The IOC vs. social media

A recent article on Mashable about the 2012 Olympics in London again shows just how crazy the International Olympic Committee (IOC) has gotten when it comes to regulating its event.

It’s being billed as “the first social media Olympic Games” but with the IOC’s rather anti-social policies it’s questionable just how social they will be.

Athletes will not be allowed to tweet photos of themselves with
products that aren’t official Olympics sponsors or share photos or videos from inside the athletes’ village.

Fans, too, could be barred from sharing on Facebook and YouTube photos and videos of themselves enjoying the action.

Business owners will have restrictions as well. They won’t be able to lure customers by advertising with official Olympics nomenclature such as “2012 Games.” Regulators will scour Olympic venues to potentially obfuscate non-sponsor logos on objects as trivial as toilets.

The restrictions on business owners are somewhat understandable. But obfuscating logos on everything at venues down to the toilets? I think that’s taking it a bit too far.

From later in the story, the restrictions on athletes appear to be tied to the IOC’s desire to control the message. Quoting Alex Huot, the IOC’s head of social media:

We encourage athletes to share their Games experience. The Olympic
Athletes’ Hub has been in part built for this. We have created a place for them to join and connect with our millions of fans around the world and to share not just during the Olympics but long after the Olympics are gone.

Unfortunately the athletes themselves have personal brands to build as well. This works out well for the IOC, at the expense of the athletes, and certainly looks like the first step down an extremely slippery slope.

The IOC seems to be forgetting without the athletes, the Olympic Games would cease to exist. As a fan, I should be allowed to follow my favorite athlete through his/her regular social media feeds–whether or not they are at the Olympic Games. To expect me as a fan to “switch channels” to the Olympic Athletes’ Hub is ludicrous, and to prohibit the athletes from building their own personal brands during the Games is something I find nearly unconscionable.

I honestly wonder how long it will be until an alternative quadrennial/biennial athletic competition to replace the over-commercialized Olympic Games becomes a reality. I don’t think it will be too much longer before someone decides “enough is enough” and gives the IOC a swift kick in the pocketbook.

I acknowledge every sport requires rules. But do we really need to have such fascist rules about what amateur athletes tweet and blog while in competition? Until and unless it compromises the integrity of the competition itself, the IOC should keep its hands off.

One hockey season, hold the bananas

Racism takes many forms. I had honestly hoped that we’d see an end to the rather stupid and juvenile throwing of bananas onto the field as a racist statement against (primarily) athletes of African descent and/or with darker skin. If you haven’t heard much about it, it’s because mainly it happens in soccer games outside the US and Canada.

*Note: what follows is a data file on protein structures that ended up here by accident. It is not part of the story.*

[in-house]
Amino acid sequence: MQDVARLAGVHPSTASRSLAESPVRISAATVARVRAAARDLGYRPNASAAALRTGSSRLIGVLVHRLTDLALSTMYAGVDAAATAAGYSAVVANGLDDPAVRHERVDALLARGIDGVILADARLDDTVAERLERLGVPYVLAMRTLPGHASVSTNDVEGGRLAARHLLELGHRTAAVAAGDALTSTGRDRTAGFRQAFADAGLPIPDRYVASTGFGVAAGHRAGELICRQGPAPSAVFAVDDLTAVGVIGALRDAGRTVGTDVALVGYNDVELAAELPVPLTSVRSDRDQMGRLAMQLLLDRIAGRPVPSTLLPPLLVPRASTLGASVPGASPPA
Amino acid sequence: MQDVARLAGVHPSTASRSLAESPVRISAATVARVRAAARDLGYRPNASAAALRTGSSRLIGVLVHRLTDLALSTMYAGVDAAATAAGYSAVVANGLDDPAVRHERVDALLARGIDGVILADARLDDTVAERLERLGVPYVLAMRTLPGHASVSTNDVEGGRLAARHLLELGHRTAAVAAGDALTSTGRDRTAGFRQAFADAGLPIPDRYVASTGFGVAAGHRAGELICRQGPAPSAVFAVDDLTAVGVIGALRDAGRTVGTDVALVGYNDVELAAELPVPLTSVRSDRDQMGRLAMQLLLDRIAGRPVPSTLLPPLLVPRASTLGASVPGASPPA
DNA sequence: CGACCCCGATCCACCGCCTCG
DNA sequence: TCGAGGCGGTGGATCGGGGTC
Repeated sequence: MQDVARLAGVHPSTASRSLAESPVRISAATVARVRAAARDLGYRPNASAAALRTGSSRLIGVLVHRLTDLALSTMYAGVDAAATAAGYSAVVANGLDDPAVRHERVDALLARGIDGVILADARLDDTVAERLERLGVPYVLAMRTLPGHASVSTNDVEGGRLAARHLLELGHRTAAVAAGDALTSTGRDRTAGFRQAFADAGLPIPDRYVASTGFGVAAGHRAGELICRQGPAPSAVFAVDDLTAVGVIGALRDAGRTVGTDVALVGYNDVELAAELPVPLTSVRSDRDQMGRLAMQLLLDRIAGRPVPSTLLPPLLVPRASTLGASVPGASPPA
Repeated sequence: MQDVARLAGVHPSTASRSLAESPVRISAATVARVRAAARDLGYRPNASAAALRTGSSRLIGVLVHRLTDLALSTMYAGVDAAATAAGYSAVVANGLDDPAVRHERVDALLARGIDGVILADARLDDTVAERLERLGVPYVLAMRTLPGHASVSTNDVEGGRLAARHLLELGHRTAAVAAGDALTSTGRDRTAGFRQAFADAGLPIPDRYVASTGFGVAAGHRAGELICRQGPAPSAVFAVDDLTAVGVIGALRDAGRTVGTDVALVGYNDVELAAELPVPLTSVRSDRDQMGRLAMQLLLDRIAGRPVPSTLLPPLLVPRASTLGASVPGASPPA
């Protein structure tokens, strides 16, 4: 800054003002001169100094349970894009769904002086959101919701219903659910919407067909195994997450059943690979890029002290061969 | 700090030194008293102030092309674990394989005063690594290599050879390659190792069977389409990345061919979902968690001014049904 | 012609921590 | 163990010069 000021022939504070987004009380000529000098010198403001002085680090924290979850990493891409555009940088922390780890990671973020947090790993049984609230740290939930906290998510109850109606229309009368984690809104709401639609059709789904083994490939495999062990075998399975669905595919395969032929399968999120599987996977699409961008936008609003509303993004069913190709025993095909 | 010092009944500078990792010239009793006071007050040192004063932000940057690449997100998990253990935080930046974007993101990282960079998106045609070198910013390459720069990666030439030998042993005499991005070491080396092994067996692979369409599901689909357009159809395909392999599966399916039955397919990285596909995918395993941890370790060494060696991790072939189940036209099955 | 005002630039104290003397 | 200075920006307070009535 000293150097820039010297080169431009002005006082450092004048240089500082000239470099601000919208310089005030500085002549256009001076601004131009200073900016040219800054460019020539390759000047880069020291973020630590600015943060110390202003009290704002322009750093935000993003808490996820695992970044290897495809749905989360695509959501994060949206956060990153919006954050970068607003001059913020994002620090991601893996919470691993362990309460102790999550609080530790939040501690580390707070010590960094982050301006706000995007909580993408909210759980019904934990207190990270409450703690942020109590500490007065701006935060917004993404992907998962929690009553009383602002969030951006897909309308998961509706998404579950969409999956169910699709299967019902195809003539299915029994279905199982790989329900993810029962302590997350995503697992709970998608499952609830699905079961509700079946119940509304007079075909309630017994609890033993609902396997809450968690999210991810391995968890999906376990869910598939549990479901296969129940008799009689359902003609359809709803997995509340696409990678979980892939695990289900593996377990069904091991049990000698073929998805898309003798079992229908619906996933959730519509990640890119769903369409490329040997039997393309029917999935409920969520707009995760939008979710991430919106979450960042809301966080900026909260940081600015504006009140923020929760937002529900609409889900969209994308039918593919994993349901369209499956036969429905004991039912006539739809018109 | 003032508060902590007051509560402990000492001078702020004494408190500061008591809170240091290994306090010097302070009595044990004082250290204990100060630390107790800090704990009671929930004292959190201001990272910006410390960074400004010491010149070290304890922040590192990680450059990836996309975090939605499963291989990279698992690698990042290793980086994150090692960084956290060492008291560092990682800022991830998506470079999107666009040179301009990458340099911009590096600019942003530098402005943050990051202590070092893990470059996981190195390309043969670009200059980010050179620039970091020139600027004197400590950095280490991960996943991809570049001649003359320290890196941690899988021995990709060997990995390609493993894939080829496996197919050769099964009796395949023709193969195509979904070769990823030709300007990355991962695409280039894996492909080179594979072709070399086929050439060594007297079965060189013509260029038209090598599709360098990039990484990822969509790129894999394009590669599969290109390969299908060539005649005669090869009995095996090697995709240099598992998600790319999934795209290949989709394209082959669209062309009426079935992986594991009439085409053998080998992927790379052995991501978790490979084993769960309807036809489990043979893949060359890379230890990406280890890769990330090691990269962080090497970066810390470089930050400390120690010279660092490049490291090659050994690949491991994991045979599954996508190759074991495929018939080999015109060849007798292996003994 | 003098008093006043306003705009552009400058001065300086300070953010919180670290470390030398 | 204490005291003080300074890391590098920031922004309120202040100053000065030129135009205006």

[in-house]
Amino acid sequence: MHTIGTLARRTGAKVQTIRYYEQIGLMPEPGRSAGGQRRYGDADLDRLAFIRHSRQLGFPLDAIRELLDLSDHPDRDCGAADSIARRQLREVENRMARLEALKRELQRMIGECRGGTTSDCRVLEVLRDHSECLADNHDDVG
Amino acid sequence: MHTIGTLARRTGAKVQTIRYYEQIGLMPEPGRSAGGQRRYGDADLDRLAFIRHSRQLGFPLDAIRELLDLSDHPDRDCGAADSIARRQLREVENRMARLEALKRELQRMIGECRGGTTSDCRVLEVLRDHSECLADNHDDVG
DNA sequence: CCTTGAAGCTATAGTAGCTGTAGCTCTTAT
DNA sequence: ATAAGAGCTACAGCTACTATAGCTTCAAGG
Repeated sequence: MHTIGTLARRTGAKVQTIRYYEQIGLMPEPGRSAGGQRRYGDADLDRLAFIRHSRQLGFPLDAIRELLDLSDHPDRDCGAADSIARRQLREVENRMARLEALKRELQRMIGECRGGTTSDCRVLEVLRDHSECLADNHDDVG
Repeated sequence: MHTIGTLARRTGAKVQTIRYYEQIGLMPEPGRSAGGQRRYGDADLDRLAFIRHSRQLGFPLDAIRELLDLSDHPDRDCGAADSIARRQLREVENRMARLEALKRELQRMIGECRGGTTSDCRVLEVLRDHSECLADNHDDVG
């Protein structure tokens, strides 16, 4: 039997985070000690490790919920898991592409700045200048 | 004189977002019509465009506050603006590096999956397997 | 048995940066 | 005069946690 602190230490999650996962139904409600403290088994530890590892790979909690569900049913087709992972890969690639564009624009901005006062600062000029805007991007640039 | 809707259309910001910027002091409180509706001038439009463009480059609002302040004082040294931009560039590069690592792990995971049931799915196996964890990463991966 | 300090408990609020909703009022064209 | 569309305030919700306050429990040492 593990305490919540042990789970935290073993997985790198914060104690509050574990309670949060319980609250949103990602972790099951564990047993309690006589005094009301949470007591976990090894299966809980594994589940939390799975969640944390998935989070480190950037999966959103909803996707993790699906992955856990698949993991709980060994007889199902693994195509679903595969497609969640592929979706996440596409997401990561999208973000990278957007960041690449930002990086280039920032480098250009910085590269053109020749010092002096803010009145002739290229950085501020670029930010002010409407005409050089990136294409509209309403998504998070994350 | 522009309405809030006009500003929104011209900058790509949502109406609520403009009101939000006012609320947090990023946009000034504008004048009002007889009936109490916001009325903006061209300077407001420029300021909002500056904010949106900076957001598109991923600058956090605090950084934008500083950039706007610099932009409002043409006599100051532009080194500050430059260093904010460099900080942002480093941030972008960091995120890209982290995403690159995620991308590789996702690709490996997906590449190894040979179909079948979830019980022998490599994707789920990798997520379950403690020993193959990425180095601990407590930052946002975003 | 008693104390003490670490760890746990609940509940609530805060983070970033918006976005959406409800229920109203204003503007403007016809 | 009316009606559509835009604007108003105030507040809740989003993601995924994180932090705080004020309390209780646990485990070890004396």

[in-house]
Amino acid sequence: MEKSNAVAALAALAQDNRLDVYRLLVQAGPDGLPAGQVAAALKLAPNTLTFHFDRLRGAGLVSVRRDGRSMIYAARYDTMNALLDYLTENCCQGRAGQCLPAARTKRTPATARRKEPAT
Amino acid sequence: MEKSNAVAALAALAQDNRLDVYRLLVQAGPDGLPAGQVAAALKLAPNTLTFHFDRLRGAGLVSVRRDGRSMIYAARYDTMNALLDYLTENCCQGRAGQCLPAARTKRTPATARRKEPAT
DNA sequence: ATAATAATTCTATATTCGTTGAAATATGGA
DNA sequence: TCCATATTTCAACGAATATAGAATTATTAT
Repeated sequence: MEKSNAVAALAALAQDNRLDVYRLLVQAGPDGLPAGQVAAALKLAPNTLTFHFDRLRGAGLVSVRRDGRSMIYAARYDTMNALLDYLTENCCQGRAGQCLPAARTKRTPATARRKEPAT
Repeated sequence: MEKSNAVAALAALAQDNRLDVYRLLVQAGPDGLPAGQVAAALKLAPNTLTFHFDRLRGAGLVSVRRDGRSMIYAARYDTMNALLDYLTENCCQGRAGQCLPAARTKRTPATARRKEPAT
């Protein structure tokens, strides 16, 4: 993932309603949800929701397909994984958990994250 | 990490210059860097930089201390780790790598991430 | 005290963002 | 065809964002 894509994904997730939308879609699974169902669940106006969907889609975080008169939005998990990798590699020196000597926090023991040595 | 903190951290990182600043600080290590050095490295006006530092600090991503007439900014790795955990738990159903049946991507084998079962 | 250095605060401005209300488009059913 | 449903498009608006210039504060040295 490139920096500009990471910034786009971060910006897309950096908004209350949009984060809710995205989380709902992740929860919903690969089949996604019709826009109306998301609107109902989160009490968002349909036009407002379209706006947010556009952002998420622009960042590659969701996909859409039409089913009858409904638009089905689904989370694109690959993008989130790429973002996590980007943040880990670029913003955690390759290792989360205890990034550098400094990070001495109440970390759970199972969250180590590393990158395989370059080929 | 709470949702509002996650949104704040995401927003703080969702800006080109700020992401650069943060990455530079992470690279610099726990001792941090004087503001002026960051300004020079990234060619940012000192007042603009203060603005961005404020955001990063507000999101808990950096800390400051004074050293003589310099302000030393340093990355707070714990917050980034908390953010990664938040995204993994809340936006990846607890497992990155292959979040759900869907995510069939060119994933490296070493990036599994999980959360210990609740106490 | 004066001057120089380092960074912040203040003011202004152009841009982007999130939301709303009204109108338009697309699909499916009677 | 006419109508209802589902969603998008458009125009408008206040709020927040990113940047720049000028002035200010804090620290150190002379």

And until recently, exclusively in such games, but alas, that’s no longer the case. reported on the incident which occured in London, Ontario, Canada, during a preseason game between the Detroit Red Wings and Philadelphia Flyers, where Flyers forward Wayne Simmonds was targeted by a banana or a banana peel thrown on the ice at him. The COO of the Flyers owners made his statement based exclusively on the player safety issue, referring only to “an object [thrown] onto the ice” in a statement. This was followed up by this official statement from NHL Comissioner which makes even more cursory reference to what actually happened, only denouncing it as an “obviously stupid and ignorant action” which “is in no way representative of our fans or the people of London, Ontario.”

I prefer to call it what it is: flagrant racism that has no place in any sport, certainly not profesional hockey in North America. It is most unfortunate that the guilty party was not identified. I hope this person is found, and barred from further attendance of hockey games anywhere in the NHL. The consequences for flagrant hate speech which has the additional effect of endangering players need to be severe, lest this kind of hooliganism become commonplace across the US and Canada.

Never mind the dog

This bizarre story in the London Daily Mail almost defies description. Usually, when postmen feel threatened by an animal, it is a dog, typically one of the larger breeds of dog such as a mastiff, pit bull, Rottweiler, Doberman, maybe even a Great Dane.

So Kenneth Ridge and his son Bradley were quite shocked when they got a letter from the Royal Mail threatening them with suspension of mail service. On 2009-06-06 a postal worker (for some reason, referred to as both a postman and postwoman in the article, not that gender really matters here) delivering mail to the Bradleys had been attacked by the their six-month-old, seven-pound kitten Illy.

From the article:

A Royal Mail spokesman said it always treats animal attacks on postmen seriously, however minor they might appear.

‘We record about 5,000 animal attacks on our postmen and women each year with the vast majority being dogs,’ he said.

‘The member of staff suffered a very bad cut to her hand while delivering mail through the letterbox of the address.’

Having been around cats as long as I have, I find the story plausible, but still very bizarre. Then again, I’ve never been to the UK, so it’s entirely possible the domestic felines are much fiercer there.